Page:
The BBC Trust has issued a report curbing the activities of the BBC’s commercial arm Worldwide and ruled out future acquisitions like that of travel publishing company Lonely Planet last year.
However, Worldwide will continue to own Lonely Planet, and the magazine of the same name which was controversially launched last November.
Today’s recommendations from the BBC governing body follow an 18-month review of the “mandate, strategy and governance arrangements for BBC commercial activity”.
The report calls for:
- An end to mergers and acquisitions unless there are exceptional circumstances;
- A clearer focus on securing value from the BBC’s own intellectual property;
- An exit from any activity that is not in keeping with the BBC brand;
- Divestment of stakes in non-BBC branded international channels over time where it makes commercial sense;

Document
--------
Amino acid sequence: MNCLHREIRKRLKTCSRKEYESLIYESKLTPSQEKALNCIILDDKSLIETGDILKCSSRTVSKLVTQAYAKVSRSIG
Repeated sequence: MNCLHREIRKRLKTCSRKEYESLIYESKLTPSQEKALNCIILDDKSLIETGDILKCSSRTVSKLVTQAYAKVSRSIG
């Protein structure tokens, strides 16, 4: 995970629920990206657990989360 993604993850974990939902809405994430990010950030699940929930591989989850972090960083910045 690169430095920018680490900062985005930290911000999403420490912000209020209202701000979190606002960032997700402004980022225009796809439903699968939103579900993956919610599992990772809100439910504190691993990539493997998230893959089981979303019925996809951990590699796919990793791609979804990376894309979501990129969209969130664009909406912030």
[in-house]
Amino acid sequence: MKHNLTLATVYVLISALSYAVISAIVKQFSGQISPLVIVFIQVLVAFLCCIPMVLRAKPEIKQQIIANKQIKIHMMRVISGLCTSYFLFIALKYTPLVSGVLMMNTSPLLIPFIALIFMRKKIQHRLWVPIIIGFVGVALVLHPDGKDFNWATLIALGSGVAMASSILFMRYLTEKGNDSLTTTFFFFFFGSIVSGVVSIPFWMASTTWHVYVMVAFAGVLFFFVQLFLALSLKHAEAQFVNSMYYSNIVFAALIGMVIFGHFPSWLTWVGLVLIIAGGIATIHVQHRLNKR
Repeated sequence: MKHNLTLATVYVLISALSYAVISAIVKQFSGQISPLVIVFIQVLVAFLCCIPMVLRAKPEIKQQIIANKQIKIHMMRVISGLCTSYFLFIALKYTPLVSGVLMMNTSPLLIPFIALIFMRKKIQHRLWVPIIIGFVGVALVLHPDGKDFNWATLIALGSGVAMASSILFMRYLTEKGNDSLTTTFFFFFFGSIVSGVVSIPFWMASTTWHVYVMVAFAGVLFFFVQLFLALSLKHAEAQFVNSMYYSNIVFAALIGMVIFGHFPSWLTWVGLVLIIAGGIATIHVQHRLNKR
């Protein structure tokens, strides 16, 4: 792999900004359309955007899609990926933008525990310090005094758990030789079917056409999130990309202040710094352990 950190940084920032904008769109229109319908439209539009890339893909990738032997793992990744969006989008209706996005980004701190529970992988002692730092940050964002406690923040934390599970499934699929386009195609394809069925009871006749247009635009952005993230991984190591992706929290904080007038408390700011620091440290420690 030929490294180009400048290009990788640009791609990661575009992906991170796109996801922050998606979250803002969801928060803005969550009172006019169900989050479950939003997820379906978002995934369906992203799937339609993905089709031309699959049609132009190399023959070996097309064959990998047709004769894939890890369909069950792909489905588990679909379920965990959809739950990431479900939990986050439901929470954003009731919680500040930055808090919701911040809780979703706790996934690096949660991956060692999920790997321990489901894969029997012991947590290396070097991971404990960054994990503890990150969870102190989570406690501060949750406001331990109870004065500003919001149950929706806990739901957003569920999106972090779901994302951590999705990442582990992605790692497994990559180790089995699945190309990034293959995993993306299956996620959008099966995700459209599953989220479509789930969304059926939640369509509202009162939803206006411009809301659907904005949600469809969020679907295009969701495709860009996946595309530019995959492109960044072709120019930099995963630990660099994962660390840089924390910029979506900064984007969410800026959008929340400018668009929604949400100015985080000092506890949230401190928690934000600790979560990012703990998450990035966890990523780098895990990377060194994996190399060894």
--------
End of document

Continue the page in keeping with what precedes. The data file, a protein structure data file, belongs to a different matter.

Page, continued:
- A more transparent ‘first look’, with greater market testing to establish the right pricing structures.
On the subject of Lonely Planet, the report states: “The Trust would not expect to consider a commercial deal of the scale and nature of the Lonely Planet acquisition in future.”
BBC Trust chairman Sir Michael Lyons said: “Worldwide is a successful business which brings both significant financial benefits for the licence fee payer and a tangible boost to the creative economy. But the Trust and the Executive both acknowledge that the boundaries for Worldwide activity need to be clearer.
“Our commercial operations are not exempt from the BBC’s public mission. They must keep the public purposes at their heart, engaging carefully with markets globally to help ‘bring the UK to the world and the world to the UK’, whilst protecting and promoting the BBC’s brand and reputation.
“We’re satisfied that these changes will provide much-needed clarity and a greater alignment with the BBC’s public purposes, without stifling Worldwide’s ability to perform as a thriving and profitable entity.”